In lieu of an abstract, here is a brief excerpt of the content:

  • Ohio River Engineering
  • Eira Tansey

While it is not easy to see much of the contemporary engineering of the Ohio River from any of the most popular riverfront sightseeing spots, the significant dam and lock infrastructure that was built up- and downriver from Cincinnati a century ago has dramatically shaped the relationship between the city and its environment, as well as the region’s river-based commerce.

Between the late 1800s and the early 1900s, a series of fifty locks and dams were created along the Ohio River to achieve a consistent depth of nine feet through the entirety of the river. Overseen by the US Army Corps of Engineers, the system was implemented largely to improve the commercial navigation of the river for the transportation of goods. Over much of the twentieth century, half of the tonnage shipped along the Ohio River consisted of coal.1


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Flood at Fernbank, Ohio, January 1937. Collection US-08-04, Archives & Rare Books Library, University of Cincinnati.

As vessels and commerce needs changed, and as the initial locks and dams completed in the 1920s became obsolete, a new system of locks and dams consolidated the earlier structures between the 1950s and 1970s. The two structures that currently bookend the Cincinnati area are the Meldahl Dam (thirty-four miles upriver) and the Markland Dam (sixty miles downriver). [End Page 68]


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Working inside of new bulkhead or steel coffer at Dam 37, September 1935. Collection US-08-04, Archives & Rare Books Library, University of Cincinnati.


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Pass Coffer #2 Looking West, Wickets Being Lowered at Dam 38, November 1923. Collection US-08-04, Archives & Rare Books Library, University of Cincinnati.

Two small collections at the University of Cincinnati’s Archives and Rare Books Library document the construction of the first system of lock and dam structures. The first is the Ohio River Dam Project Records (US-86-14), and the second is the Army Corps of Engineers Ohio River Division Records (Collection [End Page 69] US-08-04). Both contain photographs, correspondence, and other records of engineering projects on the Ohio, Kentucky, Monongahela, and Kanawha Rivers. The material in the two collections is dated between 1919 and 1950, though the bulk of the construction documentation is from the 1920s. The collections also contain some information about the 1937 flood, including photos from around the Sayler Park area of Cincinnati and an extensive report on the flooding around the Kentucky River.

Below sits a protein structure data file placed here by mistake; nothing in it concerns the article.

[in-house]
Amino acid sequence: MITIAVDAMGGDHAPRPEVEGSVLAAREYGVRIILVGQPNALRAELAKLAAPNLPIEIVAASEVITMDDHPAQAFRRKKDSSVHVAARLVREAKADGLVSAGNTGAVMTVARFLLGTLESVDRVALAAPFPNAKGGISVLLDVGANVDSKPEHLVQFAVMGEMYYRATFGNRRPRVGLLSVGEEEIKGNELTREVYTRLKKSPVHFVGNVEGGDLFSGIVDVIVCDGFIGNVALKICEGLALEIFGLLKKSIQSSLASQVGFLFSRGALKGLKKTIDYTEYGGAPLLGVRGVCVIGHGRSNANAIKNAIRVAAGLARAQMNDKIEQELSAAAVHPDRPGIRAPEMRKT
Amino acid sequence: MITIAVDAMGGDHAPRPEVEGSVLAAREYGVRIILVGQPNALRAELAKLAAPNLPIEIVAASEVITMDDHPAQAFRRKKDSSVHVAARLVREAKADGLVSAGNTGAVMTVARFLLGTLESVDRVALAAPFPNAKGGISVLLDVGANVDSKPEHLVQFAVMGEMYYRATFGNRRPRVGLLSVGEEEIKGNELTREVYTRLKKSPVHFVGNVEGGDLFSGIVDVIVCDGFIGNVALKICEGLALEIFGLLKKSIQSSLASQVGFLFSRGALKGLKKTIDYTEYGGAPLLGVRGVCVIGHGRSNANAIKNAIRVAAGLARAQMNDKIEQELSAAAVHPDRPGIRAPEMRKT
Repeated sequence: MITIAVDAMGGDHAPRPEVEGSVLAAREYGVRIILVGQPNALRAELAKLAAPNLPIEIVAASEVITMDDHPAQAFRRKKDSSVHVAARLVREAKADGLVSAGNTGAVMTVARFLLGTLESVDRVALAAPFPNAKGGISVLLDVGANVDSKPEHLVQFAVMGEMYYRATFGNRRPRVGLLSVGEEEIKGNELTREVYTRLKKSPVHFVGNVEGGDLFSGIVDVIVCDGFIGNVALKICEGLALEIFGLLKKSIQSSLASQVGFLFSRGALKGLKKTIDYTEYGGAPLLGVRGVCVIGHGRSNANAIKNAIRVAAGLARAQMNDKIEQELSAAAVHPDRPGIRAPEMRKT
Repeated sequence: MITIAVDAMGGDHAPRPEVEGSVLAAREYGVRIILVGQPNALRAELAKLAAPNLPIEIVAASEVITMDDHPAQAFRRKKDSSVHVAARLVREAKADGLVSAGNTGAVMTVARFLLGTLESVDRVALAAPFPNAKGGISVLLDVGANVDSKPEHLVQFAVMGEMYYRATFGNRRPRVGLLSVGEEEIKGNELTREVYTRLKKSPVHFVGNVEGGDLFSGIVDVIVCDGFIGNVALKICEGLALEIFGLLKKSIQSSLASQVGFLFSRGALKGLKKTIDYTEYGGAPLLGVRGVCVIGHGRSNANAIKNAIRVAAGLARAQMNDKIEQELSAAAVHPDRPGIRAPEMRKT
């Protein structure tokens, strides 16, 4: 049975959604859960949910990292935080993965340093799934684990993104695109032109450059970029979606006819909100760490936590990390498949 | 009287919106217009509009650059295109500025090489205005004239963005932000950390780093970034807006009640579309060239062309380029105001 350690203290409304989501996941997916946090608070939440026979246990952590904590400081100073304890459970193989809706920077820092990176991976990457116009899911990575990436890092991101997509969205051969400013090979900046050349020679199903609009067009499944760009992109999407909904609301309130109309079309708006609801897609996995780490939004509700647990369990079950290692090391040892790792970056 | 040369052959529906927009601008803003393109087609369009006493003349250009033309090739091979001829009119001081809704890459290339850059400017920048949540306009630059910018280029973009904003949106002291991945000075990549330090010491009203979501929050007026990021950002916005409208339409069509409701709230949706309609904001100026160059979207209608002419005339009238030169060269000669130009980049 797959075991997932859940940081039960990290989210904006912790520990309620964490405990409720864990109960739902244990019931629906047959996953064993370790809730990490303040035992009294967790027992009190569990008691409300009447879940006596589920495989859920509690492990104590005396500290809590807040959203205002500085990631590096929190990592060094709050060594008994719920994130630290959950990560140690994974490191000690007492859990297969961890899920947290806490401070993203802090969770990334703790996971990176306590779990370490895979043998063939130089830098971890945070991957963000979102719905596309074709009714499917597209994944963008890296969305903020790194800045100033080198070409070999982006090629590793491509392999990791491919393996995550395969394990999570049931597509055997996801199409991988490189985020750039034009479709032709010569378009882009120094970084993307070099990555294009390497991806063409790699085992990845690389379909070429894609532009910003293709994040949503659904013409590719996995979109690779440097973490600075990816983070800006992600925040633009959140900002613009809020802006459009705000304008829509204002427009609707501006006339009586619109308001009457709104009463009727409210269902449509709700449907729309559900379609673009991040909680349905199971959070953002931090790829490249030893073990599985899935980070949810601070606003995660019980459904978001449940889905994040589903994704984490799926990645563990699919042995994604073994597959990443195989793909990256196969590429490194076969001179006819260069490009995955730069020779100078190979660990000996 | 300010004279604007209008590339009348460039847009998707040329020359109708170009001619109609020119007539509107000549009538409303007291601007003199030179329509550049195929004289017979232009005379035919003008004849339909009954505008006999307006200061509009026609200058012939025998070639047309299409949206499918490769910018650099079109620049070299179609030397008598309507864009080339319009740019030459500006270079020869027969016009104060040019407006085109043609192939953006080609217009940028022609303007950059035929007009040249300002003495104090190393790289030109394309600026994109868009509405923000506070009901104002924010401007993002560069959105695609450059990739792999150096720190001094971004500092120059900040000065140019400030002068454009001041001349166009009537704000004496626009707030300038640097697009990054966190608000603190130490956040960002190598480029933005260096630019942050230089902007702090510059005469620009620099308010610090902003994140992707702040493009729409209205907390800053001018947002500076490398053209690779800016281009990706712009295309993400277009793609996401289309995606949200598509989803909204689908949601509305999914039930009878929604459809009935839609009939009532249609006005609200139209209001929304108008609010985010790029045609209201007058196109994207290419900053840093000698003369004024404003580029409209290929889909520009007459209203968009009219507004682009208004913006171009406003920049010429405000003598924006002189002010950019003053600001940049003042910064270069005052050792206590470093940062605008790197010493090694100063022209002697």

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Aerial View of Dam 39 at Markland, Indiana, September 1925. Collection US-08-04, Archives & Rare Books Library, University of Cincinnati.

The collections include extensive photographic documentation of the construction and repairs made to Dams 37 and 38. Dam 37 was in Fernbank, Ohio in Hamilton County (today part of Cincinnati’s westernmost neighborhood, Sayler Park). When the dam was completed in 1911, it was the largest concrete-and-steel wicket dam in the world.2 Dam 38 was in Maxville, Kentucky, in Boone County (sometimes also known as McVille, but today known as Belleview, not to be confused with Bellevue in Campbell County). The Markland Dam structure, completed in 1964, replaced both dams.3 [End Page 70]


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Dam 38 at Maxville, Kentucky, Undated. Collection US-86-14, Archives & Rare Books Library, University of Cincinnati.

The Archives and Rare Books Library also holds several publications related to the history of the Ohio River, as well as many archival collections documenting the built and natural environment of the Greater Cincinnati region.4

Eira Tansey
Archives and Rare Books Library, University of Cincinnati

Footnotes

1. US Army Corps of Engineers, Ohio River Navigation: Past Present Future (Cincinnati: US Army Corps of Engineers, Ohio River Division, 1979), available online at the USACE Digital Library, https://usace.contentdm.oclc.org/digital/collection/p16021coll4/id/61/.

2. “The Largest Movable Wicket Dam,” Scientific American, Sept. 2, 1911, 204.

3. “Markland Locks and Dam,” US Army Corps of Engineers, Louisville District website, accessed Jan. 22, 2021, https://www.lrl.usace.army.mil/Missions/Civil-Works/Navigation...

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Additional Information

ISSN
2377-0600
Print ISSN
1544-4058
Pages
pp. 68-71
Launched on MUSE
2021-04-15
Open Access
No
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